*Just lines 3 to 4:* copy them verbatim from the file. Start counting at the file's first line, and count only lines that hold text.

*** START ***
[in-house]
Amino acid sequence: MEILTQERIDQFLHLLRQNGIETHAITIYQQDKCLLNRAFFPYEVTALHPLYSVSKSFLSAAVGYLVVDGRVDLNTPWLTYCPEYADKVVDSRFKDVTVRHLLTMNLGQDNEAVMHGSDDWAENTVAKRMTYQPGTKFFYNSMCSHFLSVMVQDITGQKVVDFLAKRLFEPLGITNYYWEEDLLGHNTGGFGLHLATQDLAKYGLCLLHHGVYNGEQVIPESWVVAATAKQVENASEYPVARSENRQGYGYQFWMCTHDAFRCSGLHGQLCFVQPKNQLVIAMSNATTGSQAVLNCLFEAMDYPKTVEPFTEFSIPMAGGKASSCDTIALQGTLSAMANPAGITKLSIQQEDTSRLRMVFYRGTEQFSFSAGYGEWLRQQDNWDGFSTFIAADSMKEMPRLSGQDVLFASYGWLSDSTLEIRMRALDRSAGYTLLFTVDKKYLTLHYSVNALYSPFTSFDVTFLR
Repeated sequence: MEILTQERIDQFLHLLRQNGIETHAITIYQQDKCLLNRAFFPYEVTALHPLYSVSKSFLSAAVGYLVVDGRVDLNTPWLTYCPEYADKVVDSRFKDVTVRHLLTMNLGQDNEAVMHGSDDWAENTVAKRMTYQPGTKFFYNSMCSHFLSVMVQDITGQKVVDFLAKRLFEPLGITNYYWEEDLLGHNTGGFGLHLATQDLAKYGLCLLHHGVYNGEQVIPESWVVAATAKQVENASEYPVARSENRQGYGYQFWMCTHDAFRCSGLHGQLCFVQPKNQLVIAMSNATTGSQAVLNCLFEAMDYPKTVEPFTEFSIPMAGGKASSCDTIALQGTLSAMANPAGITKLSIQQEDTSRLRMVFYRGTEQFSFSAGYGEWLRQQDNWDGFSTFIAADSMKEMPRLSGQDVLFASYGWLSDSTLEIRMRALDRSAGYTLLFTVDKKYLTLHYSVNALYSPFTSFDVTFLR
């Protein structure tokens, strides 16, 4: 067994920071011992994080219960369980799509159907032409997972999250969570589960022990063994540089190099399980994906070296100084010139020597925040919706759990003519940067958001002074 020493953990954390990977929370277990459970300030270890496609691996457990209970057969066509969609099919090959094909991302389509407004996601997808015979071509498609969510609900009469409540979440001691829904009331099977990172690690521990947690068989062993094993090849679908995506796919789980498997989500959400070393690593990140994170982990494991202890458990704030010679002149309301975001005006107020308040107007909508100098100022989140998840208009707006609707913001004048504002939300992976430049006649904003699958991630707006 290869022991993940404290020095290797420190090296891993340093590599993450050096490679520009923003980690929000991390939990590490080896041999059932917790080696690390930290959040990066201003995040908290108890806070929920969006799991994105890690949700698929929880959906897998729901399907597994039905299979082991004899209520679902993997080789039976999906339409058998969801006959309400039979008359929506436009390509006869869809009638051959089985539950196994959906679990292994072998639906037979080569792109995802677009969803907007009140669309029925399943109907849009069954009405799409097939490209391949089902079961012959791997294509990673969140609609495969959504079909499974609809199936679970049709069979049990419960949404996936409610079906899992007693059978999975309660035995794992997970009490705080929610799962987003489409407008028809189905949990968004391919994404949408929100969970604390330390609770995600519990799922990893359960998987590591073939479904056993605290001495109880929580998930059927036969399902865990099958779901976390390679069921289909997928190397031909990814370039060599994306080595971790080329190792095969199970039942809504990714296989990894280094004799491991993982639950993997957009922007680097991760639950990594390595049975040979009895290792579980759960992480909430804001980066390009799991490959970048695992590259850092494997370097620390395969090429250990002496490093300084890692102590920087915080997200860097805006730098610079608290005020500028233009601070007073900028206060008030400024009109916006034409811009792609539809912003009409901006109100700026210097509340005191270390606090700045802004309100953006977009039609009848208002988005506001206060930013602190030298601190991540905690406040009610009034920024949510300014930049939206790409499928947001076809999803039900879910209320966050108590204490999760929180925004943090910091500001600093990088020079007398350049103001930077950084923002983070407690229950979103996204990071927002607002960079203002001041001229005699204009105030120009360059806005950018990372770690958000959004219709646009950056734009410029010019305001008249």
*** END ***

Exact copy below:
Repeated sequence: MEILTQERIDQFLHLLRQNGIETHAITIYQQDKCLLNRAFFPYEVTALHPLYSVSKSFLSAAVGYLVVDGRVDLNTPWLTYCPEYADKVVDSRFKDVTVRHLLTMNLGQDNEAVMHGSDDWAENTVAKRMTYQPGTKFFYNSMCSHFLSVMVQDITGQKVVDFLAKRLFEPLGITNYYWEEDLLGHNTGGFGLHLATQDLAKYGLCLLHHGVYNGEQVIPESWVVAATAKQVENASEYPVARSENRQGYGYQFWMCTHDAFRCSGLHGQLCFVQPKNQLVIAMSNATTGSQAVLNCLFEAMDYPKTVEPFTEFSIPMAGGKASSCDTIALQGTLSAMANPAGITKLSIQQEDTSRLRMVFYRGTEQFSFSAGYGEWLRQQDNWDGFSTFIAADSMKEMPRLSGQDVLFASYGWLSDSTLEIRMRALDRSAGYTLLFTVDKKYLTLHYSVNALYSPFTSFDVTFLR
């Protein structure tokens, strides 16, 4: 067994920071011992994080219960369980799509159907032409997972999250969570589960022990063994540089190099399980994906070296100084010139020597925040919706759990003519940067958001002074 020493953990954390990977929370277990459970300030270890496609691996457990209970057969066509969609099919090959094909991302389509407004996601997808015979071509498609969510609900009469409540979440001691829904009331099977990172690690521990947690068989062993094993090849679908995506796919789980498997989500959400070393690593990140994170982990494991202890458990704030010679002149309301975001005006107020308040107007909508100098100022989140998840208009707006609707913001004048504002939300992976430049006649904003699958991630707006 290869022991993940404290020095290797420190090296891993340093590599993450050096490679520009923003980690929000991390939990590490080896041999059932917790080696690390930290959040990066201003995040908290108890806070929920969006799991994105890690949700698929929880959906897998729901399907597994039905299979082991004899209520679902993997080789039976999906339409058998969801006959309400039979008359929506436009390509006869869809009638051959089985539950196994959906679990292994072998639906037979080569792109995802677009969803907007009140669309029925399943109907849009069954009405799409097939490209391949089902079961012959791997294509990673969140609609495969959504079909499974609809199936679970049709069979049990419960949404996936409610079906899992007693059978999975309660035995794992997970009490705080929610799962987003489409407008028809189905949990968004391919994404949408929100969970604390330390609770995600519990799922990893359960998987590591073939479904056993605290001495109880929580998930059927036969399902865990099958779901976390390679069921289909997928190397031909990814370039060599994306080595971790080329190792095969199970039942809504990714296989990894280094004799491991993982639950993997957009922007680097991760639950990594390595049975040979009895290792579980759960992480909430804001980066390009799991490959970048695992590259850092494997370097620390395969090429250990002496490093300084890692102590920087915080997200860097805006730098610079608290005020500028233009601070007073900028206060008030400024009109916006034409811009792609539809912003009409901006109100700026210097509340005191270390606090700045802004309100953006977009039609009848208002988005506001206060930013602190030298601190991540905690406040009610009034920024949510300014930049939206790409499928947001076809999803039900879910209320966050108590204490999760929180925004943090910091500001600093990088020079007398350049103001930077950084923002983070407690229950979103996204990071927002607002960079203002001041001229005699204009105030120009360059806005950018990372770690958000959004219709646009950056734009410029010019305001008249």